Posted on Wednesday, April 5, 2023

By Campbell Pryde, President and CEO, XBRL US

The failure of Silicon Valley Bank (SVB) was not a surprise to regulators or investors who took the time to check the bank’s financial statements and footnotes. By March of 2021, unrealized debt securities losses for the bank had already begun to climb, reaching ($1,343) million by year-end December 2021, and leaping to ($15,160) million a year later, all the while the bank’s stockholders’ equity remained flat.

SVB, like most public companies, submits financial statements to the Securities and Exchange Commission (SEC) in machine-readable (XBRL) format. Unrealized debt securities losses and stockholders’ equity were easily available in their financials and footnotes. In fact, they were prepared in structured, machine-readable (XBRL) format and thus could be extracted for analysis from the statements within seconds. SVB losses were an obvious red flag and had been for two years.

Loopholes allow variation in how banks disclose financials

While with Silicon Valley Bank, the facts were in plain sight, other banks may be leveraging regulatory loopholes to skirt around disclosure requirements. That could spell more trouble ahead for the banking system.

Most banks file financial statements to both the Federal Deposit Insurance Corporation (FDIC) and the SEC. Financial statements filed with the FDIC follow the bank call report standard for these disclosures, not the US GAAP Accounting Standard which is used for SEC reporting.

Signature Bank (SBNY) closed its doors on March 12, 2023. Although SBNY is publicly traded and therefore subject to SEC regulations, it opted to take advantage of a loophole in securities regulations that allow banks to file Form D, notice of an exempt offering of securities with the SEC. This means that unlike SVB, SBNY did not file financial statements to the SEC, avoiding SEC oversight altogether, and making it less transparent to equity investors.

This seems particularly problematic because not only is Signature Bank publicly listed, but it recently grew large enough to qualify to be included in the S&P 500. In fact, Signature Bank is the second S&P 500 bank that opted out of SEC reporting. Republic Bank did too (see list of banks that file only to the FDIC). This makes it especially challenging for equity analysts and investors to get a real picture of the market as a whole, and banks in particular.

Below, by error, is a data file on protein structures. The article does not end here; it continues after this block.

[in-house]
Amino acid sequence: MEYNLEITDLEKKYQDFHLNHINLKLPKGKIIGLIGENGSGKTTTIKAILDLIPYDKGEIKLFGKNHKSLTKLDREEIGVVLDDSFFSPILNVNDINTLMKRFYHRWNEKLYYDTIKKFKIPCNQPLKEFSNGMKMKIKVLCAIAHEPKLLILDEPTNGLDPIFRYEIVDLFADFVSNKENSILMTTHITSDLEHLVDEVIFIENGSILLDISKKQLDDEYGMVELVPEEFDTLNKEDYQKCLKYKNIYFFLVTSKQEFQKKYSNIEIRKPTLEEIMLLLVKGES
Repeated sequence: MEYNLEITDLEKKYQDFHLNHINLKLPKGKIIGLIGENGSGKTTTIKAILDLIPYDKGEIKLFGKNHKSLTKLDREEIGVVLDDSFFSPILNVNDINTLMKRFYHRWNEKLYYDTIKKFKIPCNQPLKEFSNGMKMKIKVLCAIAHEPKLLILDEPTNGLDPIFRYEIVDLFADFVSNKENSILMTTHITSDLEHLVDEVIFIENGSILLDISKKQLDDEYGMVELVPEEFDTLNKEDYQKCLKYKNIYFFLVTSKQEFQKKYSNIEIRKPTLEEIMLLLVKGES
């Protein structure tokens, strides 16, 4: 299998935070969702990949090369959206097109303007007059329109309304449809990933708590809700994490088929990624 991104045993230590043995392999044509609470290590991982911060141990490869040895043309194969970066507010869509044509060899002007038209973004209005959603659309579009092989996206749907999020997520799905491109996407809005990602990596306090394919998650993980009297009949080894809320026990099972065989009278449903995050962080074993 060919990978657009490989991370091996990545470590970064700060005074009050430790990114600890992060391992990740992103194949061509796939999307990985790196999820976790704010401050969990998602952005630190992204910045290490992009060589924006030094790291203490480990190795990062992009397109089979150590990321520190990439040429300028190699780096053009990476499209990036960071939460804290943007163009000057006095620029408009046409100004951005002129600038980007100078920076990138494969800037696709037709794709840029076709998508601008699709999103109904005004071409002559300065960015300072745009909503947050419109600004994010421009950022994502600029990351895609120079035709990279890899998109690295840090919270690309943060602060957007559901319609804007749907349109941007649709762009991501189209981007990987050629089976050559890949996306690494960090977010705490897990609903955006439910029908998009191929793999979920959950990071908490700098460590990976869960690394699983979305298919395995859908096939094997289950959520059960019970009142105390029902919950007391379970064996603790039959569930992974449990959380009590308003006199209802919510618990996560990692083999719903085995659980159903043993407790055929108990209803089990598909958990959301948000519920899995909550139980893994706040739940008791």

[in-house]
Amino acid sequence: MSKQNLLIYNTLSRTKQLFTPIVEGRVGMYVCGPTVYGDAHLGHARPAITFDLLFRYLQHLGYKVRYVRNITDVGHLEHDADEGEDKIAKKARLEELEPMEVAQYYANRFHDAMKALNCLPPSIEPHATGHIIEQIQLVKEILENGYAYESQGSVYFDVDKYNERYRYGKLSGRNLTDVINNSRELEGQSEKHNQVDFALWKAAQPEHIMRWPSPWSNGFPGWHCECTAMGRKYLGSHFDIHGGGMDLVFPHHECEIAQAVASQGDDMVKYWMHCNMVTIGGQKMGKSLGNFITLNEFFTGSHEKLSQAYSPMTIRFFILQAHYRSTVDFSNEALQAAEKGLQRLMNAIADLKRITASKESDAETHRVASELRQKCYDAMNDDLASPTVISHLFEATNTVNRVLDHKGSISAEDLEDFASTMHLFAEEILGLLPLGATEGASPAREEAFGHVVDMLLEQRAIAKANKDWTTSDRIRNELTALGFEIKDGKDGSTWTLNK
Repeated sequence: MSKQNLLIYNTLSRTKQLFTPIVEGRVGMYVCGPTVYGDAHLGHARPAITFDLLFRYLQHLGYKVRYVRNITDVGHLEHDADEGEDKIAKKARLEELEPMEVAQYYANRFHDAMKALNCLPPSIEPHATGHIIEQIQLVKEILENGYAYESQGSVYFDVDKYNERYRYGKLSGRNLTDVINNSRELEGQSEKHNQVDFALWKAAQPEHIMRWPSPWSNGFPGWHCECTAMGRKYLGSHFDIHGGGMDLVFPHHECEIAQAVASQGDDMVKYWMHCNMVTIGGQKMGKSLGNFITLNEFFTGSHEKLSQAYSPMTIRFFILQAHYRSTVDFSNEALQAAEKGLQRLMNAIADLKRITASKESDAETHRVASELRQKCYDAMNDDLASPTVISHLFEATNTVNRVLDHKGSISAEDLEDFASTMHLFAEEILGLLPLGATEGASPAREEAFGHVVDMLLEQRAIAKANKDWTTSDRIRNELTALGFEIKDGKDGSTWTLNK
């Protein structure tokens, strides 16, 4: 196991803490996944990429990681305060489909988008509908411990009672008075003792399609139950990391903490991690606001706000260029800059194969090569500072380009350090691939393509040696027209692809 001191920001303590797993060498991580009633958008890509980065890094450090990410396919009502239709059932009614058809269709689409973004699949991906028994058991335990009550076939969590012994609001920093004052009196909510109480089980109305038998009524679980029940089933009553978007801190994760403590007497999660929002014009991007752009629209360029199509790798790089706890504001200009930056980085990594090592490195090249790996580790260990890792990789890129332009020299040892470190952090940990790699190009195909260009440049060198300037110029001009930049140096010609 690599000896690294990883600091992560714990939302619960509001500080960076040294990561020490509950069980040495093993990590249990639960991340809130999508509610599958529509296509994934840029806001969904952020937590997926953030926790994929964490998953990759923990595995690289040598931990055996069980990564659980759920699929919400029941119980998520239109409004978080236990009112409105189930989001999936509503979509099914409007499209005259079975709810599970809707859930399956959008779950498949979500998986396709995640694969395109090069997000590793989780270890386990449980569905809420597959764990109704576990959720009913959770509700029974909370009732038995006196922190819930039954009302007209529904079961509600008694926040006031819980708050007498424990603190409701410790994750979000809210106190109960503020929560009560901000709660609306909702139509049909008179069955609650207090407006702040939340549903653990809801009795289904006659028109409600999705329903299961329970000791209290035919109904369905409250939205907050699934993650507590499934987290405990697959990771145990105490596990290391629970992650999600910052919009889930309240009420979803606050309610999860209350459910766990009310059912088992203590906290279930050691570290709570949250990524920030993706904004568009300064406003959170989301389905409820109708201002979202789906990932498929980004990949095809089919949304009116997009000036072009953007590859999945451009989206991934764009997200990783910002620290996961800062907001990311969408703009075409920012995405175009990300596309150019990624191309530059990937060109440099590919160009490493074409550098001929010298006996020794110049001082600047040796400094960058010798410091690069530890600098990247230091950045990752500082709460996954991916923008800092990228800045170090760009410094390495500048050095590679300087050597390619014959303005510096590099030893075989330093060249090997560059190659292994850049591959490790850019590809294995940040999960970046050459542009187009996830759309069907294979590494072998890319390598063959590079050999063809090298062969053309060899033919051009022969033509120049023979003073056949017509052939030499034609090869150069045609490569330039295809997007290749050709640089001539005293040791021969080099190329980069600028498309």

“At Calcbench we have been advocating for a while for FDIC supervised banks to conform to SEC reporting standards. Having not one, but two S&P 500 constituents that did not, for example, file annual and quarterly reports in XBRL format, was not acceptable from a data transparency standpoint,” said Alex Rapp, President of Calcbench, a financial analytics platform.

While SBNY continues to submit call reports to the FDIC, the call report does not include the disclosure of unrealized debt securities losses like the SEC financial statement, although it can be derived by calculating it from two figures on the call report as shown on the SVB call report below (click the image for larger view).

If SVB had opted for the Form D loophole like SBNY, and only filed financial statements with the FDIC, the loss would not have been reported on its financial statements, limiting the ability of regulators and equity analysts to catch the problem.

While this is problematic, it also raises the issue that two high-profile banks are disclosing critical information to investors differently. And for equity investors, accustomed to focusing on SEC filings, the ability to opt out of SEC filings completely, is extremely worrisome. This kind of regulatory fragmentation is highly inefficient and costly, both for reporting entities and data consumers.

Authors of the academic study, Fragmented Securities Regulation, Information-Processing Costs, and Insider Trading specifically addressed inconsistencies between bank disclosure requirements between the SEC and the FDIC. They point out, “Our findings suggest regulatory fragmentation adversely affects the market efficiency and level playing field by increasing information-processing costs, a novel mechanism through which regulatory fragmentation creates costs to the financial system.”

Addressing regulatory fragmentation

The Financial Data Transparency Act (FDTA), signed into law in December 2022, calls for the use of data standards by 8 member agencies of the Financial Stability Oversight Council (FSOC), including the FDIC and the SEC. Per the legislation, this must be a coordinated effort between the agencies, with an aim to “ reducing the private sector’s regulatory compliance burdens while enhancing transparency and accountability to the benefit of consumers and investors.

What better use of the FDTA than to fix the regulatory fragmentation in the banking markets? Coordinating efforts between agencies like the SEC and the FDIC can lessen reporting burden and improve the usefulness of data needed by regulators and investors.

Governments world-wide have taken this approach, and benefited from it broadly, in cost reduction and productivity improvements across reporting entities, regulators, and data consumers.